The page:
Cs-137, the radioactive fission products of uranium, can be easily dissolved in water during the accident of nuclear power plant, such as Chernobyl, Three Mile Island, Fukushima accidents. The concentration of Cs in the groundwater around the nuclear power plant exceeded the standard value almost 10,000 times after the Fukushima accident. The adsorption capacity of Titanate nano-materials for radioactive cation (Cs+) is very strong. Moreover, the radioactive ion can be tightly contained in the nanotubes or nanofibers without reversible adsorption, and it can safely be fixed. In addition, the nano-material has good chemical stability, thermal stability and mechanical stability to minimize the environmental impact of nuclear waste and waste volume. The preparation of titanate nanotubes or nanofibers was studied by hydrothermal methods, and chemical kinetics of removal of Cs by nano-materials was obtained. The adsorption time with maximum adsorption capacity and the effects of pH, coexisting ion concentration and the optimum adsorption conditions on the removal of Cs by titanate nano-materials were also obtained. The adsorption boundary curves, adsorption isotherm and the maximum adsorption capacity of Cs-137 as tracer on the nano-materials were studied in the research. The experimental results showed that the removal rate of Cs-137 in 0.01 tons of waste water with only 1 gram nano-materials could reach above 98%, according to the optimum adsorption conditions.
Molecular Dynamics Simulation of Irradiation-Induced Damage Cascades in Graphite
Graphite is the matrix, and structural material in the high temperature gas-cooled reactor exhibits an irradiation response. It is of significant importance to analyze the defect production and evaluate the role of graphite under irradiation. A vast experimental literature exists for graphite on the dimensional change, mechanical properties, and thermal behavior. However, simulations have not been applied to the atomistic perspective. Remarkably few molecular dynamics simulations have been performed to study the irradiation response in graphite.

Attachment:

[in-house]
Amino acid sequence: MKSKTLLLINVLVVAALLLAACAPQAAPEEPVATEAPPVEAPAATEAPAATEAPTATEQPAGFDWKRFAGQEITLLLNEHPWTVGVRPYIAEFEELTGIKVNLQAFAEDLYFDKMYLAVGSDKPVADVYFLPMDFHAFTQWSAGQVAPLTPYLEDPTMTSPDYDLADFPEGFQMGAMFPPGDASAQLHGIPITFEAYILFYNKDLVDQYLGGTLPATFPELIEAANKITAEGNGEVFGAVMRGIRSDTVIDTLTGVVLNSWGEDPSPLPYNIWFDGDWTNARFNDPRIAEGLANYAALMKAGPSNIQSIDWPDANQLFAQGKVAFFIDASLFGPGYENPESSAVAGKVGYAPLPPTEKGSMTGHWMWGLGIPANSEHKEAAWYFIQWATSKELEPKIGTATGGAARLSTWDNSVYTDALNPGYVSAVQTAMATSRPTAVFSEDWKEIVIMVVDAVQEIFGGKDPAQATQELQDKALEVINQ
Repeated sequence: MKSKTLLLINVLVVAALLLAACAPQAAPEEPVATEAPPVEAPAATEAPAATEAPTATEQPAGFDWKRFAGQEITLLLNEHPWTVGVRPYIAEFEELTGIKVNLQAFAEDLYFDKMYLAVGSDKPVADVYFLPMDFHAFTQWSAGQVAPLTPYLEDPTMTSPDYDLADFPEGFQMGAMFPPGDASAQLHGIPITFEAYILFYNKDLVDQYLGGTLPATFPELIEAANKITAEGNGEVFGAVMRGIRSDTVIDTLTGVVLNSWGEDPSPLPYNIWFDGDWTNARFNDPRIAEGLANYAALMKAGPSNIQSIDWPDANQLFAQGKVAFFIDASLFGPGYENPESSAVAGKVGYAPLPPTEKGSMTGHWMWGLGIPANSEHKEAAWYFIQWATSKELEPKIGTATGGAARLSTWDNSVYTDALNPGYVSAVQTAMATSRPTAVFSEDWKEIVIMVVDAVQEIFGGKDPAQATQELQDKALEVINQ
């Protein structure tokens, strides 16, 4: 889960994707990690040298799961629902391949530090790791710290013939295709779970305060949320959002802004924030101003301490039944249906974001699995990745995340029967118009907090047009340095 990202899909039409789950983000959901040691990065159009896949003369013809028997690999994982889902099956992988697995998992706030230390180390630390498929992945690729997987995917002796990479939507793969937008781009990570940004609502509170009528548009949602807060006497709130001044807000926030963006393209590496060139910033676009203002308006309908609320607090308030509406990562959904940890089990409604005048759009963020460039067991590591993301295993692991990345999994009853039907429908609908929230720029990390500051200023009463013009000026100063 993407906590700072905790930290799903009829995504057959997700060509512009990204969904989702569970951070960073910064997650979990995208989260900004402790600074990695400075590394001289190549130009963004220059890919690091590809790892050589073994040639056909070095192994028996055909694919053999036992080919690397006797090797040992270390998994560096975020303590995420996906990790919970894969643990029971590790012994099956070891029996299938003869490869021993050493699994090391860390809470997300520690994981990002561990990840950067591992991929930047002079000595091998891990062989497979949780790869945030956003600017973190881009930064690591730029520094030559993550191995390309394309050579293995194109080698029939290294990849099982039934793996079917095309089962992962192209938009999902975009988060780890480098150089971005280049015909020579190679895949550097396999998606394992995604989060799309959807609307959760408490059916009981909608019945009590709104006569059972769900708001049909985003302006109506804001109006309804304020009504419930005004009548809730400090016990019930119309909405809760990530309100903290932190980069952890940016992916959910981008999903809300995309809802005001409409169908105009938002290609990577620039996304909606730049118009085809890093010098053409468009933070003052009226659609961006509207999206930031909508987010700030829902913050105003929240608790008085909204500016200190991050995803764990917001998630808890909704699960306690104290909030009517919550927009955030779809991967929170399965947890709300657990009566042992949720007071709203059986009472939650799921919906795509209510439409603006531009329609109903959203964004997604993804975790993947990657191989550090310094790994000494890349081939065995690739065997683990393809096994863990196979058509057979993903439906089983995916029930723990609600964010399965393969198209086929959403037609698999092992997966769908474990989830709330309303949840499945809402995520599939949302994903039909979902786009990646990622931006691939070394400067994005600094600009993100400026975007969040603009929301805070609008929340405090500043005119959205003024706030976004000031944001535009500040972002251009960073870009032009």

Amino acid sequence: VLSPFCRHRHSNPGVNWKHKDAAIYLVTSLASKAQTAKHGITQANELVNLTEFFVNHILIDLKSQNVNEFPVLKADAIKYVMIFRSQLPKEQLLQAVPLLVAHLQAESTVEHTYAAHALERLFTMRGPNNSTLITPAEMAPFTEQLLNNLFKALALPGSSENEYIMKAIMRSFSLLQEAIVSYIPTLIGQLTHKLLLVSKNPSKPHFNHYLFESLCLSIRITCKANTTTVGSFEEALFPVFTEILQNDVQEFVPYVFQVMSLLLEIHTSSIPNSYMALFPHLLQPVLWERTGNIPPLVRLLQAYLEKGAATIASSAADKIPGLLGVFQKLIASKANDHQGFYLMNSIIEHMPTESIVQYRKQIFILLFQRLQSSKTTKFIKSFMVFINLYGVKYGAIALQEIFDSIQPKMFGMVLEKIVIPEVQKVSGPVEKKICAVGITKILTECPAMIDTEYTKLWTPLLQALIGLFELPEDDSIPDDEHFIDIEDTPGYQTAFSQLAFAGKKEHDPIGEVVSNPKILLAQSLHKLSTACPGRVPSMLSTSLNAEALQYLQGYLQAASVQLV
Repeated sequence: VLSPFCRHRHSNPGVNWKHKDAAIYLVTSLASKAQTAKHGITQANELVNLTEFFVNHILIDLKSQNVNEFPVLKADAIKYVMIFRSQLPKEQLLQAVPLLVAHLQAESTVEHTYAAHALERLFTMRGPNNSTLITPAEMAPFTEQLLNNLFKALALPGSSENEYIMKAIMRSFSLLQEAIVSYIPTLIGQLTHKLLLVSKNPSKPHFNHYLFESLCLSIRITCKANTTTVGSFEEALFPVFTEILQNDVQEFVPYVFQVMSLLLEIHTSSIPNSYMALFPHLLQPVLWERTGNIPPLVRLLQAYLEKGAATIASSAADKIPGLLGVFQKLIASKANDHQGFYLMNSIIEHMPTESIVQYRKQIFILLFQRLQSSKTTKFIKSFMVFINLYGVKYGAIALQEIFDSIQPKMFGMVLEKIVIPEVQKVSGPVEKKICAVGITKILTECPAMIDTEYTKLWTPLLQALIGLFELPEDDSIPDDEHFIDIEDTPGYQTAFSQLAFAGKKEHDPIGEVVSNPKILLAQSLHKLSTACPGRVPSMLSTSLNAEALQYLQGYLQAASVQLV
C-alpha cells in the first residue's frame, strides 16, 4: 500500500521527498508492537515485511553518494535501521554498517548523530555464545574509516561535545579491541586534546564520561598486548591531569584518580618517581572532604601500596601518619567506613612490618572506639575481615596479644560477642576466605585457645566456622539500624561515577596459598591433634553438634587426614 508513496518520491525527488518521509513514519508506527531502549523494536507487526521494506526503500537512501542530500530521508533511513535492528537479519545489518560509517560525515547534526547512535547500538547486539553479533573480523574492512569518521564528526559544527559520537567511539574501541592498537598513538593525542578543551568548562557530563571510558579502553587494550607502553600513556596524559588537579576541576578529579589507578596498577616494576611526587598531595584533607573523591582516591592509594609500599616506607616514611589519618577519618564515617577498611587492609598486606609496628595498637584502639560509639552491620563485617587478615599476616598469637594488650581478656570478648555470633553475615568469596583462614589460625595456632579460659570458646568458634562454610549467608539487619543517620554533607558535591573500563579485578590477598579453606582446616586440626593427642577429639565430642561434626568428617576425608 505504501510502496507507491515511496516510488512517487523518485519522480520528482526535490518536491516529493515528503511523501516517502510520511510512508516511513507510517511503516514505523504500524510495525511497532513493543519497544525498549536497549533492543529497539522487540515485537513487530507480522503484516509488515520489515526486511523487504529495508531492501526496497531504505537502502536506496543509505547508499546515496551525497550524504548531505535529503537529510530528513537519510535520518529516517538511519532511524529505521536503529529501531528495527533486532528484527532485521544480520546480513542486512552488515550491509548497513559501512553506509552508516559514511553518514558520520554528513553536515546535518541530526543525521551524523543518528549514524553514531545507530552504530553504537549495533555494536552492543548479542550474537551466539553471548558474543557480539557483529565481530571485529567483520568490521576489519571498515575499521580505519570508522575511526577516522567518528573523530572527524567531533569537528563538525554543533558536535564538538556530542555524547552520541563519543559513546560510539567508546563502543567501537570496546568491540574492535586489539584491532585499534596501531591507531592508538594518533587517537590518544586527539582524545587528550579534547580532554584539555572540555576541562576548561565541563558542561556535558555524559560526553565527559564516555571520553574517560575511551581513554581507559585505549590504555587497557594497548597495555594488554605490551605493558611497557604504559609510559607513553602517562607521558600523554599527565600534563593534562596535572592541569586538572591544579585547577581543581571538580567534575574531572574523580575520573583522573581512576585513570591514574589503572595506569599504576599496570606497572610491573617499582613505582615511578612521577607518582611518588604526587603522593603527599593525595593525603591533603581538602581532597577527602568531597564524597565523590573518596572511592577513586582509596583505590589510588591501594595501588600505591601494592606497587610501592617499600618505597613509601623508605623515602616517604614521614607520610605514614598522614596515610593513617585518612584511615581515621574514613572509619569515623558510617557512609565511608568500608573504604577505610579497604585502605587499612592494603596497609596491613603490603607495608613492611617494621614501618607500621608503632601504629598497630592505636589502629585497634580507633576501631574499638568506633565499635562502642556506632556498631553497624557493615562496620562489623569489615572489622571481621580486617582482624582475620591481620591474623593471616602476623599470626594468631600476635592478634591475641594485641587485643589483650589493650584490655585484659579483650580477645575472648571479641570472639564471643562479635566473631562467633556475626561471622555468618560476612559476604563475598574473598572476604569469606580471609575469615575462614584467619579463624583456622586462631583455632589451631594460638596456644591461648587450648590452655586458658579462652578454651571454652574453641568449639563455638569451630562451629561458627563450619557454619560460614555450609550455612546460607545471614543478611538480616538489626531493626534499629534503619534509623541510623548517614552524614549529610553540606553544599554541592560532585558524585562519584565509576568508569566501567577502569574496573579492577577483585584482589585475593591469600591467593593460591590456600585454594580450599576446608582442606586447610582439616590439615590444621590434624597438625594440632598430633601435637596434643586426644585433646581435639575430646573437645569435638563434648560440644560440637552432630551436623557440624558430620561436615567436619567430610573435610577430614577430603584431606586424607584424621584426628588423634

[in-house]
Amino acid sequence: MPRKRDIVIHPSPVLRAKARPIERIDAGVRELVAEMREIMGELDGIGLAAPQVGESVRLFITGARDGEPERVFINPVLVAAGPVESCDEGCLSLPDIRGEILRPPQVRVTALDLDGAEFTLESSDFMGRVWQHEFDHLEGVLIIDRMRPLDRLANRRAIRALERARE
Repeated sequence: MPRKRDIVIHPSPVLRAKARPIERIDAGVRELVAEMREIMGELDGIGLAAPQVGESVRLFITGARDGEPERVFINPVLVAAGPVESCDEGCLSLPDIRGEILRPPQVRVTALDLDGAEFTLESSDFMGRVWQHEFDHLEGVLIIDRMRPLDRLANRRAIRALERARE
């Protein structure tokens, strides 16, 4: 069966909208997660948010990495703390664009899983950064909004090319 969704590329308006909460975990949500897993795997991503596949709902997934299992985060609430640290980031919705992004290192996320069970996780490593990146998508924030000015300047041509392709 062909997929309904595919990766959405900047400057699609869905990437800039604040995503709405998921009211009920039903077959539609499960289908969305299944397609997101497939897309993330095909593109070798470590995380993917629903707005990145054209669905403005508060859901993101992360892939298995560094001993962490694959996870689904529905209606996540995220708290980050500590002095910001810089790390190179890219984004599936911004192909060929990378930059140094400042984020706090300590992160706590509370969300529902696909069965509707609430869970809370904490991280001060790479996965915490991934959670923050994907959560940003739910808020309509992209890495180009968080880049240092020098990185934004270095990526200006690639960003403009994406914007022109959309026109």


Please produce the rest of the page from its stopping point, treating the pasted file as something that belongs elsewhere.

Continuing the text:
In this paper, irradiation-induced damage cascades in graphite were investigated with molecular dynamics simulation. Statistical results of the graphite defects were obtained by sampling a wide energy range (1–30 KeV) and 10 different runs for every cascade simulation with different random number generator seeds to the velocity scaling thermostat function. The chemical bonding in carbon was described using the adaptive intermolecular reactive empirical bond-order potential (AIREBO) potential coupled with the standard Ziegler–Biersack–Littmack (ZBL) potential to describe close-range pair interactions. This study focused on analyzing the number of defects, the final cascade morphology and the distribution of defect clusters in space, the length-scale cascade properties such as the cascade length and the range of primary knock-on atom (PKA), and graphite mechanical properties’ variation. It can be concluded that the number of surviving Frenkel pairs increased remarkably with the increasing initial PKA energy but did not exhibit a thermal spike at slightly lower energies in this paper. The PKA range and cascade length approximately linearly with energy which indicated that increasing the PKA initial energy will come at expensive computation cost such as 30KeV in this study. The cascade morphology and the distribution of defect clusters in space mainly related to the PKA energy meanwhile the temperature effect was relatively negligible. The simulations are in agreement with known experimental results and the Kinchin-Pease model, which can help to understand the graphite damage cascades and lifetime span under irradiation and provide a direction to the designs of these kinds of structural materials in the future reactors.